"Unearned revenue" refers to money that a company has received for products or services that it has not yet provided. The money represents a future obligation, so it goes on the company's books as a liability. Only when the company has fulfilled its obligation -- earned the money -- is the liability removed and the money booked as revenue. Unearned revenue, also called deferred revenue, is common at companies that accept advance payments.
A company that provides goods on a subscription basis may show unearned revenue on its balance sheet. A magazine publisher, for example, may get a payment for a year's subscription up front. That money won't be fully earned until the customer has received all the issues in the subscription term. Depending on how the company books revenue, it could wait until the full subscription has been delivered before counting the payment, or it could count it in installments as it fulfills the subscription.
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Any company that performs prepaid services can generate unearned revenue. A homeowner might purchase a service contract for an appliance such as a furnace, with a technician coming out every three months to change the filter, clean out the ducts and perform other maintenance. Money paid at the time the customer signs the contract is unearned revenue.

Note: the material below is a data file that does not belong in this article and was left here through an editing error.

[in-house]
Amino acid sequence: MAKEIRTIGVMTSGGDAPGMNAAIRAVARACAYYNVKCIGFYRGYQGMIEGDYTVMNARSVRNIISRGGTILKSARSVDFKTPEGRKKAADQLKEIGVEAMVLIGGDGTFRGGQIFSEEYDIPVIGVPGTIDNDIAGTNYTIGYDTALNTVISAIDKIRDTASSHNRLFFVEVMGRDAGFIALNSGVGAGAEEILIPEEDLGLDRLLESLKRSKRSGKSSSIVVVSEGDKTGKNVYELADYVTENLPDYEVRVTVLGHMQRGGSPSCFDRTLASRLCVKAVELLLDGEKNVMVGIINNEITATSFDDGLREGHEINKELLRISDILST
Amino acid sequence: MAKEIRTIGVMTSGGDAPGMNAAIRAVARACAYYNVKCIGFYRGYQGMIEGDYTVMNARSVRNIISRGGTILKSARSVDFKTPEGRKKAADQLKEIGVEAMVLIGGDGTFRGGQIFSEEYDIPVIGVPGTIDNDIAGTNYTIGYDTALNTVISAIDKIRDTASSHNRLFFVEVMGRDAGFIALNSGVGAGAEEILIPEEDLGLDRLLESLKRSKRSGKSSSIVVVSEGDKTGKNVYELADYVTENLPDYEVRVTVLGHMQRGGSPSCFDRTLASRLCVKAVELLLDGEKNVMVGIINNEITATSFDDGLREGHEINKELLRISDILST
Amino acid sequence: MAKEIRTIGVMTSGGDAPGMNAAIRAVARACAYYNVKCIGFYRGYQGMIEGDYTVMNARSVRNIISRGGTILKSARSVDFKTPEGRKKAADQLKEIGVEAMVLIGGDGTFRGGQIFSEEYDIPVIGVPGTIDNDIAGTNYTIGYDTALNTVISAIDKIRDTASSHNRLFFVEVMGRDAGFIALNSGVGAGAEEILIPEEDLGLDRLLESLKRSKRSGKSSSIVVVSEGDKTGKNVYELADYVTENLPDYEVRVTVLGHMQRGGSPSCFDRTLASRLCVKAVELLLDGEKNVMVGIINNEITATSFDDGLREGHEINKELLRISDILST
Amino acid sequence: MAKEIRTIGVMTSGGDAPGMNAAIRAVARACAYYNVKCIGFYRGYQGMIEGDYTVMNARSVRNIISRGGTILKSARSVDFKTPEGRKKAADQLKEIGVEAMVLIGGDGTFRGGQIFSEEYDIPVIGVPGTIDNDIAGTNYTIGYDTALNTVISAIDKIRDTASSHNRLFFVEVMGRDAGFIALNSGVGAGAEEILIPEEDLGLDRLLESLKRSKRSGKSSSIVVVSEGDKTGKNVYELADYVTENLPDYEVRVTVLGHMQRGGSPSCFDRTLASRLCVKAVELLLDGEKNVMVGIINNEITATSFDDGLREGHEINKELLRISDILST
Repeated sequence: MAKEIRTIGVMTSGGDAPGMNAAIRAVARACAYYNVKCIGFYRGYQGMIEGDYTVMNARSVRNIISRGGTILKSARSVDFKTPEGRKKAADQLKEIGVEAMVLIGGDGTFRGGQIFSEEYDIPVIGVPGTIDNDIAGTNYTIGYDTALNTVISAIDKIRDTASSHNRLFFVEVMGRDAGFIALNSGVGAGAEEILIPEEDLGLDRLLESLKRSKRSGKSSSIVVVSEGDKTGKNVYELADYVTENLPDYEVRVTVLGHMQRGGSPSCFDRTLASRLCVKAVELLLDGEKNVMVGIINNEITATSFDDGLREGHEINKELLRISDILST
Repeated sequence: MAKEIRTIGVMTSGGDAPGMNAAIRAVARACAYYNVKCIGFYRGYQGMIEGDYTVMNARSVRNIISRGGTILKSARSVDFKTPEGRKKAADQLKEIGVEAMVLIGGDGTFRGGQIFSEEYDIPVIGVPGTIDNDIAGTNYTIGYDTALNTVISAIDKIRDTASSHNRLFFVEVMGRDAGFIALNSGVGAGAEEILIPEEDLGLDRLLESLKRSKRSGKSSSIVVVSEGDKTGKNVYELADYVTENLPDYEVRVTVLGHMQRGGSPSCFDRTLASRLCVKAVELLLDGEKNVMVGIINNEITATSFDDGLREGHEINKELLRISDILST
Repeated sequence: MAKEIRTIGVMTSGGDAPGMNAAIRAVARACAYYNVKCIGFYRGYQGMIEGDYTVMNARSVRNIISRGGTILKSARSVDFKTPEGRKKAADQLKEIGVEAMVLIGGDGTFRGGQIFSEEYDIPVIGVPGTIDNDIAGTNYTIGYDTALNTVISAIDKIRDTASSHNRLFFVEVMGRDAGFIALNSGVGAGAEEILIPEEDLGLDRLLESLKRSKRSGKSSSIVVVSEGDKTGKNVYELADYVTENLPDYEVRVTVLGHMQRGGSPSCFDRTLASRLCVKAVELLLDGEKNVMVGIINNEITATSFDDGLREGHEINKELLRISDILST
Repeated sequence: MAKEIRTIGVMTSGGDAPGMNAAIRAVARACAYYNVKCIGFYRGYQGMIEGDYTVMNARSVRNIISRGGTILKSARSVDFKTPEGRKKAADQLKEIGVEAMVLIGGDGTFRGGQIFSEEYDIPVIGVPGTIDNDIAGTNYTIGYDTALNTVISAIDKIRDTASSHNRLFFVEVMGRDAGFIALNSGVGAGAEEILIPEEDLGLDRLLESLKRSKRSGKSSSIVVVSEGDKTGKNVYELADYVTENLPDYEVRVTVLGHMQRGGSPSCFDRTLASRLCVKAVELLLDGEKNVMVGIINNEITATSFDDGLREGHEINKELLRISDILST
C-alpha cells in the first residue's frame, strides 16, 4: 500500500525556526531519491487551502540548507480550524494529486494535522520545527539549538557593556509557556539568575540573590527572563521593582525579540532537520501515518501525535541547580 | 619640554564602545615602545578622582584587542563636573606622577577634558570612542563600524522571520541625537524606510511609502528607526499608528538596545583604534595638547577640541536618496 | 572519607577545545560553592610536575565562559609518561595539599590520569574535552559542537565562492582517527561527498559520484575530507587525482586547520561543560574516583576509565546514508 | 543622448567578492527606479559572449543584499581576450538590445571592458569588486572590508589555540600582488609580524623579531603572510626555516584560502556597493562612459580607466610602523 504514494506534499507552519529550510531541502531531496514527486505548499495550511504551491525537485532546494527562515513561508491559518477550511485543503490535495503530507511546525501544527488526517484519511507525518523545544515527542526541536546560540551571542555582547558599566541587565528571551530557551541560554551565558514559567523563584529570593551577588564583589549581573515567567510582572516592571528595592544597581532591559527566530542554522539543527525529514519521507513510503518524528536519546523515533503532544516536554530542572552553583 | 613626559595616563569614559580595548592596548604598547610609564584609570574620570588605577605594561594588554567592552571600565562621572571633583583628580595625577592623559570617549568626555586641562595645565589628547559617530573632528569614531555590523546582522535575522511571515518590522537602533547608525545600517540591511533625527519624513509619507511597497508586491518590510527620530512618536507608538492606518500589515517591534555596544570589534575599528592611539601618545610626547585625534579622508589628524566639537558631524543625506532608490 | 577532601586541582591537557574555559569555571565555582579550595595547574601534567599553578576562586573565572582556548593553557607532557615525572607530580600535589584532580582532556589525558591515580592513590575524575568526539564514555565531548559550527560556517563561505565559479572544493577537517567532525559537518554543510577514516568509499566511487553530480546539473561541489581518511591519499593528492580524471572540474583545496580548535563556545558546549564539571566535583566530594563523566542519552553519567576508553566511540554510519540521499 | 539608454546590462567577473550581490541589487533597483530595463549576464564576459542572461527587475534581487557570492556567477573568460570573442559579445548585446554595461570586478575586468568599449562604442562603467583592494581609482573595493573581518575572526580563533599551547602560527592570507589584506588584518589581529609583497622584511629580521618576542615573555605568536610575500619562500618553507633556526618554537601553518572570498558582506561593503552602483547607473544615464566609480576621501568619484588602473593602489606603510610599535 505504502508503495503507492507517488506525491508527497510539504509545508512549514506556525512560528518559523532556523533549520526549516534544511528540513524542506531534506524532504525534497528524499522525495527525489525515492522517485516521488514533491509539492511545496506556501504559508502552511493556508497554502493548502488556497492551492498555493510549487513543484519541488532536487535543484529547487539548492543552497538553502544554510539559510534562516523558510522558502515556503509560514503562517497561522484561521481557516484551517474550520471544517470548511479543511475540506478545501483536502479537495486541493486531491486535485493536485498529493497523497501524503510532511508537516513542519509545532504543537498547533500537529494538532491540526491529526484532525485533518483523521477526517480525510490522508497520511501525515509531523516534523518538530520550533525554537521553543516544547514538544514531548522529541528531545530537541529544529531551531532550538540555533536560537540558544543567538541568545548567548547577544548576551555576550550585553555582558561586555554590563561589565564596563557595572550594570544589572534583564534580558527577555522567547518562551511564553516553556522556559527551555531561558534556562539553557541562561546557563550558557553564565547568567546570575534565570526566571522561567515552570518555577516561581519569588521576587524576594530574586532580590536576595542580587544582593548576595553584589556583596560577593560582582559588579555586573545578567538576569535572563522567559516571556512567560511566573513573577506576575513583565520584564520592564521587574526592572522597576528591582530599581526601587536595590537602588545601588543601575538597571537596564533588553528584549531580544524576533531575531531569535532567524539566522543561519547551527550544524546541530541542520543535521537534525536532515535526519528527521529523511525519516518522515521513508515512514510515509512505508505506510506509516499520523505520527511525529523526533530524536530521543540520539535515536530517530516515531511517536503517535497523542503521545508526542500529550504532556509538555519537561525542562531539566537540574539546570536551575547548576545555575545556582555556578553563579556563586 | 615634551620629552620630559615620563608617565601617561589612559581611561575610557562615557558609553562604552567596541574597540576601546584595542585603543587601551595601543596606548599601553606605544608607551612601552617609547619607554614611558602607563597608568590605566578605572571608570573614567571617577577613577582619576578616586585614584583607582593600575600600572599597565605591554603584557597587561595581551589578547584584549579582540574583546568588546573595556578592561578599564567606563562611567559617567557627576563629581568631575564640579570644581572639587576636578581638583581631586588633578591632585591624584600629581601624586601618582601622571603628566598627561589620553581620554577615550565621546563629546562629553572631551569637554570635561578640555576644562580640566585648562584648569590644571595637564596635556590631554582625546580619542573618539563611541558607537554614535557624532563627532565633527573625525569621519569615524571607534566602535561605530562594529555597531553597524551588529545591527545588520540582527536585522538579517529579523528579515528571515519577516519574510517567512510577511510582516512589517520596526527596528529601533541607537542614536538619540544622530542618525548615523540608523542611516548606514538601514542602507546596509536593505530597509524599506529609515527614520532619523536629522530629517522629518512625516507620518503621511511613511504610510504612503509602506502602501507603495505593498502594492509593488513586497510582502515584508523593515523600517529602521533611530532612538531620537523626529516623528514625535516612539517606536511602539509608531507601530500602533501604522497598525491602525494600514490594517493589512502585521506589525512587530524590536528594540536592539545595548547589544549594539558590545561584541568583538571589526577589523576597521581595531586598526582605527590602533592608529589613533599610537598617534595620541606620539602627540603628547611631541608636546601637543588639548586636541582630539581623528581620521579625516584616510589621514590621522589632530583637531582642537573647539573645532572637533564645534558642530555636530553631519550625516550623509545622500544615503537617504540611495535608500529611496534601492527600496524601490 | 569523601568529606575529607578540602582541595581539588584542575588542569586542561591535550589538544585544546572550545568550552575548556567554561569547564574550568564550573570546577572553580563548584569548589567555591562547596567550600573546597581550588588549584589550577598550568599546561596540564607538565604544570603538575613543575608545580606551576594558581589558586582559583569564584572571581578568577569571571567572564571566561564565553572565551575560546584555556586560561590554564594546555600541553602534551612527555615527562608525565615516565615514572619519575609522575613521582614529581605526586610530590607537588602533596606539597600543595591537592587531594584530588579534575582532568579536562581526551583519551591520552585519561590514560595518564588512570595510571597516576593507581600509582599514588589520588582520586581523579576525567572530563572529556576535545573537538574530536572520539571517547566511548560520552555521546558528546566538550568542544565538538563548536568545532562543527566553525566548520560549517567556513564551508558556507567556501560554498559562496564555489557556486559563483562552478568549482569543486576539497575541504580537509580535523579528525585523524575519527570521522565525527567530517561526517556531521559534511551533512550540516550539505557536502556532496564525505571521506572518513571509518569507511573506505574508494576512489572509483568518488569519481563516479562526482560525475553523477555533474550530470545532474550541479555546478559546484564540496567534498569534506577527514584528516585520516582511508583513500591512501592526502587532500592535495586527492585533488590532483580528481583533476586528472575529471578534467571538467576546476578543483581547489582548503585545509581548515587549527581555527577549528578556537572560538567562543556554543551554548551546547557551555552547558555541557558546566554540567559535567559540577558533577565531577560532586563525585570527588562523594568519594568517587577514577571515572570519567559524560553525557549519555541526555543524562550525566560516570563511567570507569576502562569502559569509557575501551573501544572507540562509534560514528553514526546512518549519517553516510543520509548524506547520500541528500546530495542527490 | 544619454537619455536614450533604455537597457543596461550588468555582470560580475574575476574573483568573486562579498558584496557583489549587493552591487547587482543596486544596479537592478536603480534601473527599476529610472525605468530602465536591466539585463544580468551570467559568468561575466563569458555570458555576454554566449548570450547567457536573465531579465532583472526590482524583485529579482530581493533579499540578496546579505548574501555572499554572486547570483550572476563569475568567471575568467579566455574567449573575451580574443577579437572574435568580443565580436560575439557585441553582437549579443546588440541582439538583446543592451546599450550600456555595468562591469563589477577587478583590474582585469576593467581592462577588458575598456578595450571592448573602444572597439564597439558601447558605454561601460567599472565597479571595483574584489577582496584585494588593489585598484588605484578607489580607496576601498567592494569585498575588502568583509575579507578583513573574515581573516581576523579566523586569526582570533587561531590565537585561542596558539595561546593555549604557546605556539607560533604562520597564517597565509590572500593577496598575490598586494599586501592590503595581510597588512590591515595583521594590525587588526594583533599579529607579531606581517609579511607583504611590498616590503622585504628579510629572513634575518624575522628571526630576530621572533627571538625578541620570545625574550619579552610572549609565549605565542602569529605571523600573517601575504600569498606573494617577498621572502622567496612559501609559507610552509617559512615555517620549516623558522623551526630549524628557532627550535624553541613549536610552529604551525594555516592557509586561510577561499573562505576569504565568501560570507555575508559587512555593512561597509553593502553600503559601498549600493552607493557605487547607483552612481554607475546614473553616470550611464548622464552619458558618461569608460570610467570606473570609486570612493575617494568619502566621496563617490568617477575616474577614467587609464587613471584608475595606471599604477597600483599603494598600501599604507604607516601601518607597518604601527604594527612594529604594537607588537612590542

Airlines sell tickets months in advance., but when you buy a plane ticket, you aren't really buying the ticket -- you're buying a seat on a flight. Until the airline provides you with that seat, it hasn't earned the money you paid, so that money is unearned revenue. The same principle applies with tickets sold by sports teams or performing arts venues, or with hotels that accept payment at the time guests make a reservation.
In most cases, when people order something from a catalog or online and pay for it in advance, the merchant fills the order immediately so the revenue never spends time "unearned," but a deposit placed on a special order from a manufacturer would be unearned, as is money paid for items on layaway.